The fairly weak low pressure area that should give places from parts of Maryland, southern Pennsylvania and much of New Jersey some snow tonight will be offshore tomorrow. The GFS and NAM models are slightly less bold on this feature than they were last night. The Euro has never been very strong on it either. In addition to the prospect of slippery conditions from the snow, wet areas may freeze late tonight as the storm leaves... if skies clear. Here is today's video.
One thing I have confidence in is the two- to maybe three-day cold shot that will affect the Great Lakes then the Northeast as we approach and go through the weekend. There are various hypothetical storm out there on the model projections (perhaps a week to 10 days out from today). We'll see what they do in future episodes. This cloud picture is an enhanced infrared view that includes the system that will bring rain and snow to the Middle Atlantic states later today and tonight.
Yesterday, the temperature hit 92 at Newark, New Jersey, and 90 in Boston. The following map shows a northerly flow affecting the Northeast today, and so it will be noticeably cooler and less humid.
This map shows lightning strokes from 8 a.m. ET yesterday through 7:54 a.m. ET today. There was quite a bit of it in Utah, Colorado, New Mexico and Arizona. For the whole map, 156,172 lightning strokes were recorded.
Looking at the west-to-east upper air flow over New England well ahead of the storm, it seems like the hurricane should stay out at sea, However, as we look through the series of maps, we see the upper-air flow congealing into a strong eastern trough that helped the storm to come right up the coast instead of heading out to sea.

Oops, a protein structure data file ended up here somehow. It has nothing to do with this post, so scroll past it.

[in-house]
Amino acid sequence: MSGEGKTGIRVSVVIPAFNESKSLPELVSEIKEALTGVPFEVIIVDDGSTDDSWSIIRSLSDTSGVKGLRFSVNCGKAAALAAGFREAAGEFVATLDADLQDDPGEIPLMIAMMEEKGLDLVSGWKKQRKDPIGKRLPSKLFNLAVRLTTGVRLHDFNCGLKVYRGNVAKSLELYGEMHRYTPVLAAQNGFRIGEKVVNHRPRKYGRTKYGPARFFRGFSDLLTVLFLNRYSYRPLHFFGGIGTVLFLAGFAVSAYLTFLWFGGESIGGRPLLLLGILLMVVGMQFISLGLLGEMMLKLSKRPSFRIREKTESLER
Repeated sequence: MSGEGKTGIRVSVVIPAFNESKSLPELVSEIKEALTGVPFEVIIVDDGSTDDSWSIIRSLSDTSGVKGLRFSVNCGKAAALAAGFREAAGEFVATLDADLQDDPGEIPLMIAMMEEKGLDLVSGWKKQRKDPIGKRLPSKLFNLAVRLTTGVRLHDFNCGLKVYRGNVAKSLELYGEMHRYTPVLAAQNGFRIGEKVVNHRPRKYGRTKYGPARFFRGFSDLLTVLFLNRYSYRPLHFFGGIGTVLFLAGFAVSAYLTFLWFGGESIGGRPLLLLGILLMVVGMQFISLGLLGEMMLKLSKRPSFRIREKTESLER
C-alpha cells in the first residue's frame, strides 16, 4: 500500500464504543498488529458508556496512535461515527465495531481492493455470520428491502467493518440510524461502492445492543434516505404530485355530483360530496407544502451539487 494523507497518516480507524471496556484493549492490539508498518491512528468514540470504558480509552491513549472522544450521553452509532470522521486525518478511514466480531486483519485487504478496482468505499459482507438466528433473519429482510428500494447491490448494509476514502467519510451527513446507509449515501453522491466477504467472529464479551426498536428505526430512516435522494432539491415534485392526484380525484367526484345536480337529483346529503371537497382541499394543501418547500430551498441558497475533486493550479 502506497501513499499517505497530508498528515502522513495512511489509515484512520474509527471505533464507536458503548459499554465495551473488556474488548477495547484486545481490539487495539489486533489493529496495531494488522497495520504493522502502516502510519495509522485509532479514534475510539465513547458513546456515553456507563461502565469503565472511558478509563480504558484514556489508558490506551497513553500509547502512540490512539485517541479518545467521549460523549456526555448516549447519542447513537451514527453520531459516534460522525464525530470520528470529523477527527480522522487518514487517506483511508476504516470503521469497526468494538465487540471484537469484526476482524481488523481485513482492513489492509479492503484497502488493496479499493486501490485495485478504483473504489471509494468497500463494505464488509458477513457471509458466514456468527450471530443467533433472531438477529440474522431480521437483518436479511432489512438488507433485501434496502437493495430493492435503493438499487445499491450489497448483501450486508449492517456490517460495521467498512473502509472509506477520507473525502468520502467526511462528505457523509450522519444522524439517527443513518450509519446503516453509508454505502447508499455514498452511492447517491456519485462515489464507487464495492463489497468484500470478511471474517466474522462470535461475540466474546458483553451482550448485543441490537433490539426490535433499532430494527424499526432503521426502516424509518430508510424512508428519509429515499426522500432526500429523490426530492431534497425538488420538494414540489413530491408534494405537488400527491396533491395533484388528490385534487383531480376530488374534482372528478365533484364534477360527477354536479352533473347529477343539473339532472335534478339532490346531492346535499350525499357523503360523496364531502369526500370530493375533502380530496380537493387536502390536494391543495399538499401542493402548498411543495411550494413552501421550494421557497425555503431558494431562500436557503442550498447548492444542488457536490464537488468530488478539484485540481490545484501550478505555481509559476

On this satellite picture, we can see the basically dry weather in the Eastern states. The cold front that will ease the midweek heat in the Northeast is shown by the band of thunderstorms in the Midwest. The thunderstorms may weaken and become more scattered as the front comes into the Northeast.
A storm in the tropical Atlantic is being observed for possible strengthening. This map shows the variety of models purporting to show where the center will go. Most solutions suggest it stays well offshore, but you will notice a few outliers suggesting more threat.
For example, the purple line in the east marks the boundary between air coming in from the ocean and a southwesterly current of warmer air. That boundary was the scene of showers and thunderstorms when it was in the middle of Pennsylvania yesterday, and was associated with rain that moved through the Hudson Valley early this morning.